Reviewed by Matt Forrest
Opening Night verdict ⭐️⭐️⭐️⭐️
“It’s grim up North”, a phrase we’re all so used to hearing, so much so that sometimes we may well just believe it. Well, the North isn’t as grim as some will have you believe, and it certainly isn’t as grim as the lives of Eli and Oskar, the central characters at the heart of writer Jon Ajvide Lindqvist’s 2004 novel, Let the Right One In.
I bring up the North because Lindqvist’s book takes place in Stockholm, however this adaptation takes place in an unnamed frozen landscape populated by a great many accents from the North West of England, which for me gives the production a great deal of charm and an injection of humour.
However, the central narrative is anything but fun. For teenage outcast Oskar (Pete MacHale), life is pretty tough: he’s a loner who is constantly bullied at school, living with an alcoholic mum, with very little interaction from his father. In addition to his personal issues, his local community is in the shadow of a series of grizzly murders.
Whilst out playing, the young teenager meets mysterious teenager Eli (Rhian Blundell), who, along with an elderly gentleman, Hakan (Andrew Sheridan) have moved next door to Oskar and his mum. Despite a shaky start where Oskar informs Eli that she “smells like his dog”, the two begin a friendship.
However all is not what it seems with Eli and Hakan, between them they are responsible for the town’s murders, for Eli is a vampire and Hakan is her captur/acolyte. The blossoming relationship, between Eli and Oskar, sees a jealous Hakan take drastic action that will jeopardise the safety of Eli and Oskar and will set both on a journey that neither could imagine.
Writer Jack Thorne and director Bryony Shanahan have created a bleak, at times brutal, production with a tender under-belly, that one moment has you shocked to your core and within the blink of eye will see you raise a smile. Those expecting a Halloween ‘jump’ feast should curb their expectations. Don’t get me wrong, there are moments of horror right from the start, but these are few and far between and when they come, they hit your senses like a punch to the gut.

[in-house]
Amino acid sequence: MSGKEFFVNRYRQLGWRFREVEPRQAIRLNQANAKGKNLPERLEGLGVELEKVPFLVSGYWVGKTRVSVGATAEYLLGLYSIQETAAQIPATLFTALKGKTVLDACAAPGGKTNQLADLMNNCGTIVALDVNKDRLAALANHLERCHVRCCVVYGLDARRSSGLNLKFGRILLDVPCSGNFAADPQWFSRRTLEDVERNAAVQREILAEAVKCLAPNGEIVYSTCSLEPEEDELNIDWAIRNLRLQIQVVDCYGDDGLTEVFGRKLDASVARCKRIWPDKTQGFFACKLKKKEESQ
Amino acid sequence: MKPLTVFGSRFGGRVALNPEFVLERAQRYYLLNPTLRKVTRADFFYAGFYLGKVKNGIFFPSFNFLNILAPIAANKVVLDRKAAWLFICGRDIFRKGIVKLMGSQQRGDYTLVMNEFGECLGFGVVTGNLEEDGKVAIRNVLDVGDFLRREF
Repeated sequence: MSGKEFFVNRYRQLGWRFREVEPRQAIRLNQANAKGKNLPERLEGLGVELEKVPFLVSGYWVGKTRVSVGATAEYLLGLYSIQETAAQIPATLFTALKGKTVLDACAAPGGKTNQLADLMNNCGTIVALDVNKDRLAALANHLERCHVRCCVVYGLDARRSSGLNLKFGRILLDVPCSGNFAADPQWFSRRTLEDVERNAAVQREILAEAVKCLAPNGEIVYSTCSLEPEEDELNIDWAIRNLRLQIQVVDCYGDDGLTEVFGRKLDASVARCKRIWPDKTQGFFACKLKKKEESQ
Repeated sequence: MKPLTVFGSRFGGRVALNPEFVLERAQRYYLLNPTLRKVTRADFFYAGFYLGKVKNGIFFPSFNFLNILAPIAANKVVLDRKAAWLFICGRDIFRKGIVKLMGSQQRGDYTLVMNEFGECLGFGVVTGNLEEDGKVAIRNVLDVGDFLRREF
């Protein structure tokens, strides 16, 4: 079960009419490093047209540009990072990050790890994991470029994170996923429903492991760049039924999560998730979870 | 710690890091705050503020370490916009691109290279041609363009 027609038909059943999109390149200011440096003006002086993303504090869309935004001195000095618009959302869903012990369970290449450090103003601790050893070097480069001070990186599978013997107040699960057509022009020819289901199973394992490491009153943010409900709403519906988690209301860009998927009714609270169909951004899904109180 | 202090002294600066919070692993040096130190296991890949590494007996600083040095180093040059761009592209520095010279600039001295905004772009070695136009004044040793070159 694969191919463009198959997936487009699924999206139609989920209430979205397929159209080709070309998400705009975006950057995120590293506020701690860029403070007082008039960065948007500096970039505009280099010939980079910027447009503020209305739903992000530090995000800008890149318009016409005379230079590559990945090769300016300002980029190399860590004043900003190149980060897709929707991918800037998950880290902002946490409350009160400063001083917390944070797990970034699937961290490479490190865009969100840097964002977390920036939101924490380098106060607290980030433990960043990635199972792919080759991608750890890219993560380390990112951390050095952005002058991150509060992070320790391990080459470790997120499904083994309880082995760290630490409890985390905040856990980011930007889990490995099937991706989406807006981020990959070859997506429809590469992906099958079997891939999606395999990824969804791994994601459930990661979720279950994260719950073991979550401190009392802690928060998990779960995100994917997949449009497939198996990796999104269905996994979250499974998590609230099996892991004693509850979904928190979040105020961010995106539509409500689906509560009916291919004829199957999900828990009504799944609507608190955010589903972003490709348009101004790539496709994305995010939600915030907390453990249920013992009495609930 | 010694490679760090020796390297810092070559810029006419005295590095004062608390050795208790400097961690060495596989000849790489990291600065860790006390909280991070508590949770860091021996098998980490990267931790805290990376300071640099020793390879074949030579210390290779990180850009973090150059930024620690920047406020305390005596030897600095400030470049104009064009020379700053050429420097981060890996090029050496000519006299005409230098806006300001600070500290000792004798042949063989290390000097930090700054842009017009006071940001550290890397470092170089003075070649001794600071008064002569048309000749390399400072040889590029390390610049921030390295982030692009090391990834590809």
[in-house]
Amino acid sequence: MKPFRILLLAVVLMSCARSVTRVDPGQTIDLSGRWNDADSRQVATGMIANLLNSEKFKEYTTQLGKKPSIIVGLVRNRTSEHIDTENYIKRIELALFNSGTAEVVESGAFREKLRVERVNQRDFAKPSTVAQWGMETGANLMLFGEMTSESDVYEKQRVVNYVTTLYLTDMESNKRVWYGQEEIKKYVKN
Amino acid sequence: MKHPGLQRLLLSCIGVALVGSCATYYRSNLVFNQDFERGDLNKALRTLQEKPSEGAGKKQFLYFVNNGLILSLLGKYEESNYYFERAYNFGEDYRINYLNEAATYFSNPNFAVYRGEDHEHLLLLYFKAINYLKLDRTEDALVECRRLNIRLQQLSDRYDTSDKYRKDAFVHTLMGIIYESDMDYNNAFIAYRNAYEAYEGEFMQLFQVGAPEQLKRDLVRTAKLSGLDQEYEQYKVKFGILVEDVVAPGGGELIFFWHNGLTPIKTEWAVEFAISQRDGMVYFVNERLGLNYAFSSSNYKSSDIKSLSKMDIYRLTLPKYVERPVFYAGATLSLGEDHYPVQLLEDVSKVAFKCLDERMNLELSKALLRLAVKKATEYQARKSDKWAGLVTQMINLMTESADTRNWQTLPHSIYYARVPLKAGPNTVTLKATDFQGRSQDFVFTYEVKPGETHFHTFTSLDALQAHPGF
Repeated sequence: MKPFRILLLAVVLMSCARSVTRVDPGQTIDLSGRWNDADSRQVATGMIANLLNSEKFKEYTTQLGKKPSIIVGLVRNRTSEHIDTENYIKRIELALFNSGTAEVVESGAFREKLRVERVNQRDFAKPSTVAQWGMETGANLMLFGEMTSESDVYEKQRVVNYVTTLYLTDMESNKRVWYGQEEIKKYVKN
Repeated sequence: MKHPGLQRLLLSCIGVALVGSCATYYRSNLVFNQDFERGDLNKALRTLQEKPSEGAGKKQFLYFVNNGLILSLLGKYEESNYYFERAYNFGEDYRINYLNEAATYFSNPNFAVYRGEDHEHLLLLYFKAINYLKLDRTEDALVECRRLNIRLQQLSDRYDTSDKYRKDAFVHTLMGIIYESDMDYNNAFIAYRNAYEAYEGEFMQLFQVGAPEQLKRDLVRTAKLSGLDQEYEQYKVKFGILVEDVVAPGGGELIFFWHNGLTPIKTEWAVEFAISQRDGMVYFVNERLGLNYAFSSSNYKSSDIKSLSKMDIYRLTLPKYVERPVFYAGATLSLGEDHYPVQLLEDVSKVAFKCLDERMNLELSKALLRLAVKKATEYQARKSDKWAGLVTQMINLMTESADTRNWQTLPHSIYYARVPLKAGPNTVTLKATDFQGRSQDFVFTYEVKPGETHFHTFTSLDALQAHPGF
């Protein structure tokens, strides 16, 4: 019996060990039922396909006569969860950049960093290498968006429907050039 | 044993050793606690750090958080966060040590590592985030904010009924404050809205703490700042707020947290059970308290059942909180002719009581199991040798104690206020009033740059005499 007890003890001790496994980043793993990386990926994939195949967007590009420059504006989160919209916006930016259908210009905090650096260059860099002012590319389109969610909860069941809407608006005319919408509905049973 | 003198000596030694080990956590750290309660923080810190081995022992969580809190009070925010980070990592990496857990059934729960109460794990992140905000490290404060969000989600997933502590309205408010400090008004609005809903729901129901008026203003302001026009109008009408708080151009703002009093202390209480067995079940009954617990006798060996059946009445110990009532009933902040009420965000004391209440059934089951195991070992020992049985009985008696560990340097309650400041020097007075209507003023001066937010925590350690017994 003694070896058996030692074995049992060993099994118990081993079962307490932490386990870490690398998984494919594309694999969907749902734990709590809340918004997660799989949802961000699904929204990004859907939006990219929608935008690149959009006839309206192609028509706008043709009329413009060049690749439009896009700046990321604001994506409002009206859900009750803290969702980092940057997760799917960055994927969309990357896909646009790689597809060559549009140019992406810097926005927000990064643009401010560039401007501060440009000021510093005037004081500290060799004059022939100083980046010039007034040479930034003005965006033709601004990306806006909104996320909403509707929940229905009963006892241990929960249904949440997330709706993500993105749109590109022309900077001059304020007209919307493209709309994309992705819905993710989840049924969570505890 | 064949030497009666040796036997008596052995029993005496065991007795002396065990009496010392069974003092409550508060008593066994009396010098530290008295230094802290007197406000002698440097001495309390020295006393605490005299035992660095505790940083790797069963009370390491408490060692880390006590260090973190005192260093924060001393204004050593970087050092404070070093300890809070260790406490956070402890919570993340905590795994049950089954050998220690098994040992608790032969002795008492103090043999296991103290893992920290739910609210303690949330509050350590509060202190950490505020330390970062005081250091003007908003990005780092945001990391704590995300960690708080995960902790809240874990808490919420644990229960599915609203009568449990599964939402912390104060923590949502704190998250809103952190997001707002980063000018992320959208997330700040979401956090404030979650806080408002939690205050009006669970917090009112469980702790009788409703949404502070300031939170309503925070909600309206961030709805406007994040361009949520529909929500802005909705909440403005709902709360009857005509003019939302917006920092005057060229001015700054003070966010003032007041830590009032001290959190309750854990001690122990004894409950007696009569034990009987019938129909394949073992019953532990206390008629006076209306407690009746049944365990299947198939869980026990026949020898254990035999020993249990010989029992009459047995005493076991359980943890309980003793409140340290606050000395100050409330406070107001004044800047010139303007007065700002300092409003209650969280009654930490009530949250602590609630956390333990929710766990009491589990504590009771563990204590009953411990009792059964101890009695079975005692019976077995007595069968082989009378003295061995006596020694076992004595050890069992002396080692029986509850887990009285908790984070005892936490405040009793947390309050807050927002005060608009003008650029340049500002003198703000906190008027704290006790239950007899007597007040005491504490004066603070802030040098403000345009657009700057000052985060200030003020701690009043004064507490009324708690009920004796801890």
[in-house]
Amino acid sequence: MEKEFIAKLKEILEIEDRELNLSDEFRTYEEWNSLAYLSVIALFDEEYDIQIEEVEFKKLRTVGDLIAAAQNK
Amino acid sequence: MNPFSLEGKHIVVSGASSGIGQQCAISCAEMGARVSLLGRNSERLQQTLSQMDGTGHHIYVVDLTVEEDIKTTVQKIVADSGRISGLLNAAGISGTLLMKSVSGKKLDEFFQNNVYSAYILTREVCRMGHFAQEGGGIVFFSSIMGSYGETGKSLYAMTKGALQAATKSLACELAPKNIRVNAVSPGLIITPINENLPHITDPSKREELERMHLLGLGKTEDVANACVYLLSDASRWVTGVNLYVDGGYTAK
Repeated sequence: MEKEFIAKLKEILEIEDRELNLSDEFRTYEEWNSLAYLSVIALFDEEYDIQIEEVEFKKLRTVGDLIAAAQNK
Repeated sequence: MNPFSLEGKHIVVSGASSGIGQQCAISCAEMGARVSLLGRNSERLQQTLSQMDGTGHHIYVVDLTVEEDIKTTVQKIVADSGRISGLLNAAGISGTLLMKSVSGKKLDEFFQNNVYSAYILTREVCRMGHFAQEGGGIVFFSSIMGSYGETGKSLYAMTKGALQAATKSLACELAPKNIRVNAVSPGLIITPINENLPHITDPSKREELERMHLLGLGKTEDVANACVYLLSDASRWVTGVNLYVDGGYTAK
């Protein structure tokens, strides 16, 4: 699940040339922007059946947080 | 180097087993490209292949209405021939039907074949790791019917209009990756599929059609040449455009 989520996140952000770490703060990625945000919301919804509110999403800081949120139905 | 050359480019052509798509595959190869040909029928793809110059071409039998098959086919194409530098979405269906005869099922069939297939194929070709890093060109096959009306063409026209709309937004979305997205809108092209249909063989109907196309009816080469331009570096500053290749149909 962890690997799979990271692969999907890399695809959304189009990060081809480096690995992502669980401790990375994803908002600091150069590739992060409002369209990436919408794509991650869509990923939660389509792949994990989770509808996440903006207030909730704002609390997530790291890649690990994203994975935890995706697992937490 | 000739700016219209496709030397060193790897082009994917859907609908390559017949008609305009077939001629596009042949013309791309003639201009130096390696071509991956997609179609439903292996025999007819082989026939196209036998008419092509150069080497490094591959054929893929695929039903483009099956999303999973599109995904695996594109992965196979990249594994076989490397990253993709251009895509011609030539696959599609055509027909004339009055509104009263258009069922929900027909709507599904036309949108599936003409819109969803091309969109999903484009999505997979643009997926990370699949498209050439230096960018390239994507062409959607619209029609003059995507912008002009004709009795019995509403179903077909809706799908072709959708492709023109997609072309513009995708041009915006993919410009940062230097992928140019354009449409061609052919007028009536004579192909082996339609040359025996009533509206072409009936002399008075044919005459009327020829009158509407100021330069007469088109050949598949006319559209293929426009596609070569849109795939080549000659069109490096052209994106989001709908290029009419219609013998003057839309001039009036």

The cast are superb: Rhian Blundell and Pete MacHale are outstanding as the young couple; their relationship is the glue that holds this together and both give performances filled with naivety, angst and humour. It’s their relationship that leaves a lasting impression, more so than any other aspect of the production.
They are supported by a fine group of actors, with standout turns from Andrew Sheridan as the deplorable Hakan, who manages to make you feel some sympathy for a truly reprehensible character. Whilst Stefan Race as school bully, Jonny, who for my money is the real villain of the piece, simply makes your skin crawl in every scene he’s in which is a great achievement when you consider the rogues and deviants on display here!
The creative team have created a cold, bleak world, perfect for the story. There are some truly innovative uses of the vast open space of the Royal Exchange’s ‘in the round’ staging. The swimming people finale is a particular highlight.
Fans of the source material will get a great deal from this production, whilst for newbies this is a satisfying introduction to such a beloved piece of work. As a night at the theatre goes, this is a well crafted, exceptionally told story, as tender as it is uncompromising and more than warrants a night out during this season of the witch.
Let the Right One In is at Royal Exchange until the 19th November. Tickets can be found here .